New York: Car maker General Motors has been telling officials in Washington that a bankruptcy filing by the company maker would unleash unintended consequences that could cripple the country’s industrial base, a media report says.
“General Motors Corp, hoping to sway the battle in Washington over an auto-industry bailout, has begun telling federal officials that a bankruptcy filing by the car maker would set off a chain reaction hammering hundreds of suppliers and dealers - and in turn the company’s Detroit rivals,” the Wall Street Journal reported on Monday.
Quoting people familiar with the situation, WSJ said “GM is holding meetings this weekend with US Congressional leaders, the Bush White House and members of the Obama transition team.”
Some of the GM board members including Erskine Bowles, Phil Laskawy, John Bryant, Armando Codina are pitching in on the lobbying effort, WSJ said.
“Part of GM’s premise is that a bankruptcy would threaten both jobs and the health of the government’s pension-benefit insurance arm, which covers millions of workers not in the auto industry,” the newspaper said.
Auto-related industries employ 3.1 million people around the country, encompassing everything from car-seat makers to auto dealers to auto-parts stores. GM itself employs 1,23,000 in North America and does business with thousands of North America suppliers.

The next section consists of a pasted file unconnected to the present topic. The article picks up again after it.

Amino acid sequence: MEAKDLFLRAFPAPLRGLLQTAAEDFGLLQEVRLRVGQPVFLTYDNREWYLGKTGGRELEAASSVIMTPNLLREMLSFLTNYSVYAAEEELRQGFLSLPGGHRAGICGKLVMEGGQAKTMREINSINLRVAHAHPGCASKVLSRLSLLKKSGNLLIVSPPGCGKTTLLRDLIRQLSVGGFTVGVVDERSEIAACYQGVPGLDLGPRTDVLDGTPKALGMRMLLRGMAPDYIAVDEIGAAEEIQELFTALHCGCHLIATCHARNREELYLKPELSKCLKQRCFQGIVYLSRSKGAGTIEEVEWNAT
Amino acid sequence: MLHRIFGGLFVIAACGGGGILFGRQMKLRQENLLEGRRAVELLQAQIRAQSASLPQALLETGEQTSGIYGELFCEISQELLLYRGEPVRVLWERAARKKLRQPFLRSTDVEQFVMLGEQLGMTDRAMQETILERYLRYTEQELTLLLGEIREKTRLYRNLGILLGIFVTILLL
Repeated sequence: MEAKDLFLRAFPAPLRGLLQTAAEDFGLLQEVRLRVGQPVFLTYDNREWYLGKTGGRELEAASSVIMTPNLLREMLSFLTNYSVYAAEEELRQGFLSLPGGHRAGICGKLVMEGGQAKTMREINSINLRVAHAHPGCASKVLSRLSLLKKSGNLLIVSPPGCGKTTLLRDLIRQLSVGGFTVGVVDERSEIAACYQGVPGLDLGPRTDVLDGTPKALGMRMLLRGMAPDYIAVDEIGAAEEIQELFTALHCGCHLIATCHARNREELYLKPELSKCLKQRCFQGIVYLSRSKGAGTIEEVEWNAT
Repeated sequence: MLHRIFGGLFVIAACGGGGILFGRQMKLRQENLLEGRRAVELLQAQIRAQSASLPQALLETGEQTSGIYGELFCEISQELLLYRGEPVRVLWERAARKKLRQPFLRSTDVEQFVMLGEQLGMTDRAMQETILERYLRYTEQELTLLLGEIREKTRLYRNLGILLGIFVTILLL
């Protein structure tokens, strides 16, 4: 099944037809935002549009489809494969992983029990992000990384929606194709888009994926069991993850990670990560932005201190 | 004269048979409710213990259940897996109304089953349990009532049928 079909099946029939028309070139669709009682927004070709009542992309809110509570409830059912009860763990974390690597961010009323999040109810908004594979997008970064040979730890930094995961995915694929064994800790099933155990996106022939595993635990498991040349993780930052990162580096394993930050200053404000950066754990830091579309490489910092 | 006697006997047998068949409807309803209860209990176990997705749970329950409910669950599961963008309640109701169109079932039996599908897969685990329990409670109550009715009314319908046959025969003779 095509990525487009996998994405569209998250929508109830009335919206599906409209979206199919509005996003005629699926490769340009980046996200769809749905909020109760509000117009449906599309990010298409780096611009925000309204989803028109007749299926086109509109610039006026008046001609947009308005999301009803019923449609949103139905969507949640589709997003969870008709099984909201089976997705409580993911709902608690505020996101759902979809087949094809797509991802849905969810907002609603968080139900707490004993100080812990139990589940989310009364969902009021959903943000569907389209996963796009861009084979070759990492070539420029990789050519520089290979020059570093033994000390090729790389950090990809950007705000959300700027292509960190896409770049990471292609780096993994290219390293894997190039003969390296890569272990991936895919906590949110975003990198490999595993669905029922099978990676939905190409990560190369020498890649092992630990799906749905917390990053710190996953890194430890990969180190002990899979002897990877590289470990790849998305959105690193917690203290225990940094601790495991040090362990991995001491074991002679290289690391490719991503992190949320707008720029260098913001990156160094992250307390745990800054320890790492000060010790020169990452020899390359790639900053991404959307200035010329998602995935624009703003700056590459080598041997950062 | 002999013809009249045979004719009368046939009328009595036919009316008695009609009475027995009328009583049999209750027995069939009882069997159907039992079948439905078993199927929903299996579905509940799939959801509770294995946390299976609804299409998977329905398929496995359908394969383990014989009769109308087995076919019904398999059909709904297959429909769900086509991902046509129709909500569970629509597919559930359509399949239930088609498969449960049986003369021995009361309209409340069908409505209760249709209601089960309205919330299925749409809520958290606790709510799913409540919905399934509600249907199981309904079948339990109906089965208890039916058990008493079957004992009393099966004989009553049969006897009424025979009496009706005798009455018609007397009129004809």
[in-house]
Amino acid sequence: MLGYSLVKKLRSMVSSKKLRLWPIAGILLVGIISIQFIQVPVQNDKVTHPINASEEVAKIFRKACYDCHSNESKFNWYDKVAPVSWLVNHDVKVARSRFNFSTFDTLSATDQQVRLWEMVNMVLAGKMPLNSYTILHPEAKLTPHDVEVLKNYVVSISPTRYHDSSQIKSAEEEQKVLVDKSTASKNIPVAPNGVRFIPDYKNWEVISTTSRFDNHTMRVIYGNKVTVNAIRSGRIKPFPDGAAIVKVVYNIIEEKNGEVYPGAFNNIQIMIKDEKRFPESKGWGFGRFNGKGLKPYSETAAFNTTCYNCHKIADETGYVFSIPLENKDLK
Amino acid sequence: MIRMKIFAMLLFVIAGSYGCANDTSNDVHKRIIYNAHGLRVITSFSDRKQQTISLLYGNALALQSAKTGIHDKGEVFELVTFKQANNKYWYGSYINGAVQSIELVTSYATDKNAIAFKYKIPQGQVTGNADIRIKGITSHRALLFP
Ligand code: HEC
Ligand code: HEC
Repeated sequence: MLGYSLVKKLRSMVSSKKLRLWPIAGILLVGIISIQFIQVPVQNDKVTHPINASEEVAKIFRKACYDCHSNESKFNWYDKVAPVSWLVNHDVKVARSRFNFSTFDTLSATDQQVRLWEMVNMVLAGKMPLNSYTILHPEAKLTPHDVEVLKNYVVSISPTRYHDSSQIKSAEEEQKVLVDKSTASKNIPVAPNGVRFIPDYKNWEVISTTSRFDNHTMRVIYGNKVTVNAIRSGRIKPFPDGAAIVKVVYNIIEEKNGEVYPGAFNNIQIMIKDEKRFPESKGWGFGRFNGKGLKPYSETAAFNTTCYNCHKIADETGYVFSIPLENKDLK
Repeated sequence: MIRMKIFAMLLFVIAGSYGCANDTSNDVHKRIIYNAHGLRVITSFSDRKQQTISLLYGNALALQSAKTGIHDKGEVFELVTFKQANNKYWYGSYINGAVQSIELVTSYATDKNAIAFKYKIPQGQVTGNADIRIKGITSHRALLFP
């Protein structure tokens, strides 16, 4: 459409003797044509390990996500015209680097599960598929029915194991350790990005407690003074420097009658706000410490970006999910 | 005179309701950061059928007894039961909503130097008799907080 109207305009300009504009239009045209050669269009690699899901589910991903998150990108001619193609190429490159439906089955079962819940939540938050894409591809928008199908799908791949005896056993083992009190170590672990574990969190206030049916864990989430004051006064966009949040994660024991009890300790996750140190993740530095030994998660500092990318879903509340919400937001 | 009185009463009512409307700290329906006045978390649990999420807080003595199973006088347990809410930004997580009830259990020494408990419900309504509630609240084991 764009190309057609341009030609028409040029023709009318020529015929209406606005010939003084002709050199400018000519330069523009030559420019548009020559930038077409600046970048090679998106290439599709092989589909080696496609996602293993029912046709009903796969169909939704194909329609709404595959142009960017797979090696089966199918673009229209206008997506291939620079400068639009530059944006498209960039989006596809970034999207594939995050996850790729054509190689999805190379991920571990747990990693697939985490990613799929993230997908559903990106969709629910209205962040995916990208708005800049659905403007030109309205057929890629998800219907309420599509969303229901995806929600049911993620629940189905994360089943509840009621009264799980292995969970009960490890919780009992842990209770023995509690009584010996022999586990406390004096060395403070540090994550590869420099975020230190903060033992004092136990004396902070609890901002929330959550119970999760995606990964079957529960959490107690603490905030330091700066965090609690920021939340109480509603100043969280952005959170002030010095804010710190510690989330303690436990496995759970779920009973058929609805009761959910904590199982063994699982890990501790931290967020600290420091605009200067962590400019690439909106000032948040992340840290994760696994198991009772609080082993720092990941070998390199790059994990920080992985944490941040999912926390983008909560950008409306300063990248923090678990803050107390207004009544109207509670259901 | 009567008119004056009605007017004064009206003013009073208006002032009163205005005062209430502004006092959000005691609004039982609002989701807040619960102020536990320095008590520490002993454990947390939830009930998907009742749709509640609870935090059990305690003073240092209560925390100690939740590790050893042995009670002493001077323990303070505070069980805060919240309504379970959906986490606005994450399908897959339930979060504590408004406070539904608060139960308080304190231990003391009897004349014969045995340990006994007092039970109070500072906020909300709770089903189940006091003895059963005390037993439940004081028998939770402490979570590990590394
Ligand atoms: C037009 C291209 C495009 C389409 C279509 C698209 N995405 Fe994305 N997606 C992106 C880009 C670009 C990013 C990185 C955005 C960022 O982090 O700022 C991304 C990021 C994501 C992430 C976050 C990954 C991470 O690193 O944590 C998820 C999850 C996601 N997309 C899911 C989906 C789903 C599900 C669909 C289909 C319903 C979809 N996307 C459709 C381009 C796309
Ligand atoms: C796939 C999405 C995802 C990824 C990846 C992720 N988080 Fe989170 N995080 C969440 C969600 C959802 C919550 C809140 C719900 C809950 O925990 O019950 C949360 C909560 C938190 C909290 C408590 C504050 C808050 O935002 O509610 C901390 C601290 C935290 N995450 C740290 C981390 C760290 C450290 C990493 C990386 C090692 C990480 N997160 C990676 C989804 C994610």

Meanwhile, another person close to GM has told the WSJ that executives recently told GM’s board they are “increasingly optimistic” that GM will receive a liquidity injection before the end of the month.
To muster up support for the bailout, GM has also been sending letters to tens of thousands of dealers, supplier executives, employees and union members, the daily said.
Leading car makers like General Motors Corp, Ford Motor Co and Chrysler LLC are seeking an emergency infusion of cash, in order to survive the global financial turmoil.
On Friday, Senate Majority Leader Harry Reid has signalled that he would move forward tomorrow with a bill giving the industry access to the $700 billion Troubled Asset Relief Program (TARP), the daily added.
TARP was set up by the government in October to help ailing banks and other financial firms.
However, the Bush administration and many Senate Republicans oppose giving auto makers access to TARP. Instead, last Friday President Bush had urged Congress to speed up the release of $ 25 billion in already-approved loans to the auto industry, the report added.